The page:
Company reaches out for ad dollars

AOL is now officially a TV network.

In a network-style upfront presentation Tuesday, the Web giant announced a slate of programming with a full lineup of content from Hollywood vets.

The slate announcement, coming at the start of the upfront season for ad buyers, is meant to position AOL as an ad player along the lines of a TV outlet.

Slate will include projects from reality giant Endemol USA, production shingle Telepictures and a continued relationship with Mark Burnett Prods., which produced AOL’s “Gold Rush” skein.

Company also announced a competition initiative with DreamWorks Animation for upcoming “Shrek the Third,” in which AOL will unspool a number of movie-related games that will be produced by Burnett along with AOL and DWA.

Many of the programs skirt the line between interactive gaming and nonscripted programming; they can be categorized as either reality television with consumer participation or an online game with video components.

One of the most ambitious TV-style programs is “iLand,” an online community in which players compete for dominance of a group.

Series, which is produced by Endemol USA and set to air in the second quarter of 2008, will eventually spill into the real world as contestants move to an island and try to assert power there; those competitions, hosted by thesp Brooke Burns, will be broadcast online.

AOL also is teaming with sister Time Warner production shingle Telepictures, which supplies Warners distribution with content, for a tie-in to “The Ellen DeGeneres Show.” Online programming will draw from user-generated content about viewers’ hometowns; some content will make its way to the syndie show.

And it will continue its Burnett collaboration with a new edition of “Gold Rush,” titled “Gold Rush Goes Hollywood,” focusing on industry and celebrity trivia. Series is set to bow in the summer.

AOL believes it can sell spots within the programming as well as peddle extensive product placement.

Company held its Gotham upfront Tuesday afternoon for hundreds of Madison Avenue execs.

But obstacles remain. AOL ad sales teams, for instance, are still selling across all of AOL’s platforms and are not devoted exclusively to programming sales the way teams from the nets are.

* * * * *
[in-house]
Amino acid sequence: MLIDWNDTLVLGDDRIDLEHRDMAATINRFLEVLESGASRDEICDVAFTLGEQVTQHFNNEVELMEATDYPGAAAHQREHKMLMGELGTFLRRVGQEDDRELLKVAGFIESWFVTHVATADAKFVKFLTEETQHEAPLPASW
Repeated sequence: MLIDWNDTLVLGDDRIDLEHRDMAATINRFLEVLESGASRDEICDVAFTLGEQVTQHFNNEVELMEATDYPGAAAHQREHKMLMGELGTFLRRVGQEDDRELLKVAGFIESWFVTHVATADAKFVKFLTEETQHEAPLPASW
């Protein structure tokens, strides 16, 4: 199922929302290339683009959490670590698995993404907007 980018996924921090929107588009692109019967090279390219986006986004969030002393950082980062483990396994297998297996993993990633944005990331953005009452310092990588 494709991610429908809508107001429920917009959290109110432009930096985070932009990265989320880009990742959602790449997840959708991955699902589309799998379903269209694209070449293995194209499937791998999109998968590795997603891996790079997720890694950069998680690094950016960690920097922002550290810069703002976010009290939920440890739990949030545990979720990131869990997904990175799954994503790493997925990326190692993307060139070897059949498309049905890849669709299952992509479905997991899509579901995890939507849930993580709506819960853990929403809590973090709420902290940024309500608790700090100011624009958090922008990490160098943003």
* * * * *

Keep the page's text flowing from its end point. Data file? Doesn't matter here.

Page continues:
AOL sales exec Kathy Kayse said that the company will continue the model of setting five “category-exclusive” sponsors in its other shows as it did with “Gold Rush.”

“As marketers reallocate and re-prioritize their dollars, we think we have a huge advantage,” Kayse said.

The slate move is also an attempt to land cachet and creators in Hollywood. “We have scale that very few (online players) have, and that means we’re going to be a very attractive place for talent,” said exec veep of programming Bill Wilson.

AOL also wants to make up ground in the race for eyeballs.

Newly installed AOL topper Randy Falco, an NBC alumnus, emphasized that programming distinguished content from Google, Yahoo! and MSN.

While all three have some component of original content, those companies, which hold a user advantage over AOL in several key demos, have made a bigger push as a distributor of net and studio content.

Also on the slate is the previously announced gameshow “Million Dollar Bill,” which the company said would now include Leeza Gibbons as a host and likely include broadcast on an as-yet unnamed television show.

The intent is also to get viewers to circulate through AOL.

Though studies show most online viewers gravitate to programming and services more than corporate brands, Wilson said he believed programming would funnel users to Moviefone and other AOL services.

“Gold Rush” was the company’s first large programming experiment. AOL has declined to provide exact revenue figures for “Gold Rush,” but has cited 11 million users for the Web skein.

Wilson said the company prefers to measure the level of engagement, citing that average viewers spent more than 15 minutes on the program with each visit.

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